As the title suggests, the painting depicts members of the Bazille family. His father and mother sit on a bench surrounded by various relatives including his aunt, uncle and a number of cousins. Bazille also added a portrait of himself, almost hidden, on the left of the picture. Everyone is either sitting or standing in the shade of a large tree. Despite the natural surroundings, there appears to be nothing natural about the poses of the models. They stand, or sit, quite stiffly, and are looking directly towards the artist, not interacting with each other. This posing, along with the life-like quality of the portraits, gives the painting a photographic feel.
The Family Reunion is a perfect example of Bazille's love of light and shade in his paintings. By placing his models under the tree, he can accentuate the vivid blue sky and green countryside in the background. The French artist Frederic Bazille (December 6, 1841 – November 28, 1870) was one of the earliest impressionist painters. His promising career was cut short when he was killed during the Franco-Prussian war.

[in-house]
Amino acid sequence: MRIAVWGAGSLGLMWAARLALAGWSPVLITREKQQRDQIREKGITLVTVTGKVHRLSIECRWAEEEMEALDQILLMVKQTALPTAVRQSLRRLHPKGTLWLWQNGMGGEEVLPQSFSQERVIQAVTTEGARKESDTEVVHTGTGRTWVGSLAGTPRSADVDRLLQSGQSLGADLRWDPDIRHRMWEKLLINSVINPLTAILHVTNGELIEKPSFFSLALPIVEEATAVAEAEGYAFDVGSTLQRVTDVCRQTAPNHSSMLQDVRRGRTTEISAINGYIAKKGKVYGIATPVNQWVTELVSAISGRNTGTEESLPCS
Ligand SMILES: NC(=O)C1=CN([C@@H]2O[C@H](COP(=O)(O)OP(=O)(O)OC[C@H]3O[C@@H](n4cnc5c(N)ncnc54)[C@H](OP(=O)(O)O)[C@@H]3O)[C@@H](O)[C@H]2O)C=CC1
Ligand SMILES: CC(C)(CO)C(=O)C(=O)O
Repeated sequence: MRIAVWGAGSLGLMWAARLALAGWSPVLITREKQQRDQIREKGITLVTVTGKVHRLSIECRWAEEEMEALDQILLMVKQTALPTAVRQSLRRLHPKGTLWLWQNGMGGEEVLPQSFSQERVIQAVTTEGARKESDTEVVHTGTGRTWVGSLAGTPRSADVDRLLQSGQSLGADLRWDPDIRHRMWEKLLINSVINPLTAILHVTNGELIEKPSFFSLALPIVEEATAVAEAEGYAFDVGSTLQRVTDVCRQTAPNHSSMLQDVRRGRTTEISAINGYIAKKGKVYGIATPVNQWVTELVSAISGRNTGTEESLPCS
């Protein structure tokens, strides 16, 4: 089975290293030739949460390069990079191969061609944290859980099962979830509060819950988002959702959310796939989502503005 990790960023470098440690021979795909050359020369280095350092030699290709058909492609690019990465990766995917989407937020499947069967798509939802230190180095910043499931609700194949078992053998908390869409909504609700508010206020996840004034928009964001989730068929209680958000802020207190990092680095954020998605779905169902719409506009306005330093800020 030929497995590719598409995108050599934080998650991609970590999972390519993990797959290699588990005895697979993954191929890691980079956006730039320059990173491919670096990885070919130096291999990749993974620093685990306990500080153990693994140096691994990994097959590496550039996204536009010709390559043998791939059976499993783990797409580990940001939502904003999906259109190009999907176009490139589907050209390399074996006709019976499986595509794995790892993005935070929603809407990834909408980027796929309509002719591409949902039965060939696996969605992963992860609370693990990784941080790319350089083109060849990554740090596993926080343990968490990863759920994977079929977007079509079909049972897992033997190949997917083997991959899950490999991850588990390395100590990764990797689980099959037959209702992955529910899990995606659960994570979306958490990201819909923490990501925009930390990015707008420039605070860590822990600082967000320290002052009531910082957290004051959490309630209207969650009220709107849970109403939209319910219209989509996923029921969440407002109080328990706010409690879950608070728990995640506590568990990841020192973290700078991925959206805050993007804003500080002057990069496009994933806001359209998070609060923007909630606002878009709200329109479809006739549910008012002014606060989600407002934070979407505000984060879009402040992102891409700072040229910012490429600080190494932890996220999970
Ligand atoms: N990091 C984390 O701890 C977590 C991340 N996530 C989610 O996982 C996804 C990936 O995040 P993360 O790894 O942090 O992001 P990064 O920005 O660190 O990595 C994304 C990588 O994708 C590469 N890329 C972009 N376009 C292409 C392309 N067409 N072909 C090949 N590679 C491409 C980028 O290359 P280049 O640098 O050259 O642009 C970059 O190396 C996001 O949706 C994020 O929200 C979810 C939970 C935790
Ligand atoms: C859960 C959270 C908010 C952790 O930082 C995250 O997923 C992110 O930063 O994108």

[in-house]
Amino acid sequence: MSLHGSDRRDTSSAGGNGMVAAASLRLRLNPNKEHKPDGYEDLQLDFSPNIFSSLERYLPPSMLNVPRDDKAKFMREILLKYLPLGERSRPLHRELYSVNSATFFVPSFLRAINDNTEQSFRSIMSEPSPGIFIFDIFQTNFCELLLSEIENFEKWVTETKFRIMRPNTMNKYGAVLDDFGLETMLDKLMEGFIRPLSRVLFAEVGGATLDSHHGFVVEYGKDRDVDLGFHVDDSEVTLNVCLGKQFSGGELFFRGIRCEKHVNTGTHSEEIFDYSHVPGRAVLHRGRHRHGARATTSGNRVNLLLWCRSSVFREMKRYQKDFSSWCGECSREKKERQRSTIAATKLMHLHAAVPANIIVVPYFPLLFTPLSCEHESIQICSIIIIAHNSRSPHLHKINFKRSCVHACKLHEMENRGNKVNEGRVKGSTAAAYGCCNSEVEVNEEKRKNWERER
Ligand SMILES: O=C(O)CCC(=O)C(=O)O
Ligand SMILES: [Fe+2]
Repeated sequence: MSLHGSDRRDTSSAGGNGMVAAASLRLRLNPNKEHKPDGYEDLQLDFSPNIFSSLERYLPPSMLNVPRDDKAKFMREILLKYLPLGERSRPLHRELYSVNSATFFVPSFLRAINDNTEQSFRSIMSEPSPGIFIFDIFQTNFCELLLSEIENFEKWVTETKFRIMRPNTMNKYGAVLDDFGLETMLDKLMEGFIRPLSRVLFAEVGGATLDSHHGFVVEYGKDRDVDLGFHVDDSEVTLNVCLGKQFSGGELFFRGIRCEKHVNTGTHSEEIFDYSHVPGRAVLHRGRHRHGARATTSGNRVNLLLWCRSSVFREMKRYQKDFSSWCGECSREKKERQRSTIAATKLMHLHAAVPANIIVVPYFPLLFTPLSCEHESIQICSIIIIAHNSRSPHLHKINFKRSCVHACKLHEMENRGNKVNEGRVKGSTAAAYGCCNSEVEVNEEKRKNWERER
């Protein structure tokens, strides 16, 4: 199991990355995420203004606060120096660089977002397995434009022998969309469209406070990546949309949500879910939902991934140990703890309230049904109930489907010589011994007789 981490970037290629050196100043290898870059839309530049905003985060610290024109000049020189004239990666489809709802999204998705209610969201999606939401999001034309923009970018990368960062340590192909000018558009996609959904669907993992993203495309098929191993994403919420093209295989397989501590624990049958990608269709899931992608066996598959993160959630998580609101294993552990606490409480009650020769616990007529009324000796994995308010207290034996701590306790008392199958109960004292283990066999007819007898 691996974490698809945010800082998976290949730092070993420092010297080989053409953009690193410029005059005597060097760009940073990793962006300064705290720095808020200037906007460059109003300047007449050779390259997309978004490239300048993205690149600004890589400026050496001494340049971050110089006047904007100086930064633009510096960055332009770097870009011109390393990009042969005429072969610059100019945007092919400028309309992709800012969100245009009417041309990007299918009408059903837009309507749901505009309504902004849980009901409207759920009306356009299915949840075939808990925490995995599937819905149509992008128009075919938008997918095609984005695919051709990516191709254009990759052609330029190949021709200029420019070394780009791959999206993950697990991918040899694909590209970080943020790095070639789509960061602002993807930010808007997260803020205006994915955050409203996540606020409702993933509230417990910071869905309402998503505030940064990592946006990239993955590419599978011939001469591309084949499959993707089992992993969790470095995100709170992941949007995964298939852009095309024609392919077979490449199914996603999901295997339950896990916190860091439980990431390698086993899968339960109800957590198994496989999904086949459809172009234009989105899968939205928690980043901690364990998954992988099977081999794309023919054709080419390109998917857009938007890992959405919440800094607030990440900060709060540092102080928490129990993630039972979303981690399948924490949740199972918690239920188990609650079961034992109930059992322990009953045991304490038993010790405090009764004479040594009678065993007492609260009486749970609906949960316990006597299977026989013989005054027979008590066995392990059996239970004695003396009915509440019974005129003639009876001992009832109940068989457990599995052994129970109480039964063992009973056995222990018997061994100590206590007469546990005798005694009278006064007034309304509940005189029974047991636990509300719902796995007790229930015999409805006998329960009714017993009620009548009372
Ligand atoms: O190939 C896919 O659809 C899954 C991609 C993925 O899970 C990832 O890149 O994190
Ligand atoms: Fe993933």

In 1868 Bazille slightly changed the original painting. On the ground, in front of the family, he added some flowers, an umbrella and a hat. He was also dissatisfied with the way he had painted two of the heads and repainted them. Later that year the painting was accepted by the Paris Salon (the French Academy of Fine Arts official exhibition) at the time the most prestigious and influential exhibition, of its kind, in the world. The Family Reunion is now exhibited in the Mesee d’Orsay museum in Paris, where it is hung with a number of Bazille's other works.